Kenny Hill has always teased us with talent. The game seems to come easy for Hill, a Southlake kid, one of the litany of Texas A&M quarterbacks that came in highly regarded only to find new homes, and he's got all the physical tools. But he's had a bit of a Nuke LaLoosh streak to him as well. In the seminal baseball epic Bull Durham, Crash Davis tells the young fireballer LaLoosh that he's got a "million dollar arm but a five-cent head." You can't argue with Hill's talent, but you can take issue with his decision making on and off the field.
The off-field stuff isn't major. Hill was suspended for two games due to a violation of team rules and university policy in 2014 while he was at A&M. By that time Hill had lost his gig to another talented quarterback who now plies his craft outside of College Station, Kyle Allen.
In his first season at TCU, Hill once again teased us with talent. Out of conference, which included SEC bully Arkansas, Hill averaged 353.5 yards per game, better than his predecessor Trevone Boykin. In league however, that number dropped to less than 200 yards per game. By comparison Boykin threw for 323 yards in league, 328 yards out of league. Against familiar and more equal opposition Hill struggled. As the season wore on, Hill's numbers wore down. He averaged 371 yards passing in September; 240 in October; 186 in November; and 99 in December/January.
Part of the issue were Hill's receivers who dropped more passes than any other receiving group in the FBS, 38 of which came from Hill's arm. That's hard to overcome, but it doesn't tell the whole story. Hill failed to take care of the football, committing thirteen interceptions in 2016 compared to just seventeen touchdowns. He tantalized us with a five touchdown performance and 449 yards against Oklahoma only to throw three picks a week later at Kansas as the Frogs almost pulled a Texas, escaping Lawrence with a 24-23 win.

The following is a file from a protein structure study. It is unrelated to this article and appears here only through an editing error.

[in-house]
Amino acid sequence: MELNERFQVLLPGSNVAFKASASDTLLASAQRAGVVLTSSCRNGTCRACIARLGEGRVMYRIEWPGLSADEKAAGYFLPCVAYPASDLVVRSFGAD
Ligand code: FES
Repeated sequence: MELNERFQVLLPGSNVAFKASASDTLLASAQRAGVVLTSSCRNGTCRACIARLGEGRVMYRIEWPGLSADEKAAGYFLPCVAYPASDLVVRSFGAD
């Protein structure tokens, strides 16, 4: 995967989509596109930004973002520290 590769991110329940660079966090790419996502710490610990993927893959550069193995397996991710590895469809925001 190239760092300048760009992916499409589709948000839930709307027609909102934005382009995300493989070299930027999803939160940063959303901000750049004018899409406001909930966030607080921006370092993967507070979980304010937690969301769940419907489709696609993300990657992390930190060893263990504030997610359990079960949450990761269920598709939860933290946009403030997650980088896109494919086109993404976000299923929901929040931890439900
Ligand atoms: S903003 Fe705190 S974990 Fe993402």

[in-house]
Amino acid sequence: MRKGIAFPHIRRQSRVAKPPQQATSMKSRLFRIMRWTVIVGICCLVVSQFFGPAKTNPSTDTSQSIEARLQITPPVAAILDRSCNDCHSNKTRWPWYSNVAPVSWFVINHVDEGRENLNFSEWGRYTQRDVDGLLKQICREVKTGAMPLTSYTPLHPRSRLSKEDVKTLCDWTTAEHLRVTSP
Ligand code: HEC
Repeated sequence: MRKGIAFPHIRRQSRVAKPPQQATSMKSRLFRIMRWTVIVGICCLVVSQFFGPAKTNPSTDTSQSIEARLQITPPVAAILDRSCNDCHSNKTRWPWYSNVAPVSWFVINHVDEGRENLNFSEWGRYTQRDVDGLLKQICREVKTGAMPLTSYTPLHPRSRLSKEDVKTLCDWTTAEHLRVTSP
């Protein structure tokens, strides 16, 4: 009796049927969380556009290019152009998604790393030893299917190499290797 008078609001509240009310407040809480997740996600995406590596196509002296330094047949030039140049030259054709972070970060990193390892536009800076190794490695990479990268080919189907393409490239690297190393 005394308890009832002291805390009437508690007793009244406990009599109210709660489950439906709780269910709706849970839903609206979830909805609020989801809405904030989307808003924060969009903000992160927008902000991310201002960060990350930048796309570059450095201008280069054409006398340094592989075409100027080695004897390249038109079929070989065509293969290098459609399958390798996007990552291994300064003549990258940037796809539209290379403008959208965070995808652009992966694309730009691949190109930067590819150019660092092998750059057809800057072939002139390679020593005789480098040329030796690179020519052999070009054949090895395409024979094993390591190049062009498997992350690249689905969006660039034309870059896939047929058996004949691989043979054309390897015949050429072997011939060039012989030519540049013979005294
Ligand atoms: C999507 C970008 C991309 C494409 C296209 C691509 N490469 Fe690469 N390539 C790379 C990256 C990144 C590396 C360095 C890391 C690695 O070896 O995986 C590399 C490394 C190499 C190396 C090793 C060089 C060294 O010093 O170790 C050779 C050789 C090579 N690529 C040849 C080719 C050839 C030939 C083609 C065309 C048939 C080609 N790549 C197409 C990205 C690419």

In four of his first five games Hill threw for 350 yards or more, he wouldn't top 250 yards in any game the rest of the season. He threw eight picks to just six touchdowns after October 1st. He had just two games of over 200 yards passing. His yards per attempt dropped by almost three yards from September to December.
Hill had the unenviable task of replacing the transcendent Boykin, but he's a more polished passer than Boykin at this point and while he may not be there runner Boykin was, he's a plus athlete. In 2017 he returns almost every one of his receivers and all everything back Kyle Hicks. He'll be in his third year in the offense and on campus in Fort Worth. It's go time. The Frogs have the talent to contend for the Big 12 in 2017 if they can get a better season from Hill and his receivers get over the dropsies. Can Hill's talent finally come to the forefront? We're about to find out.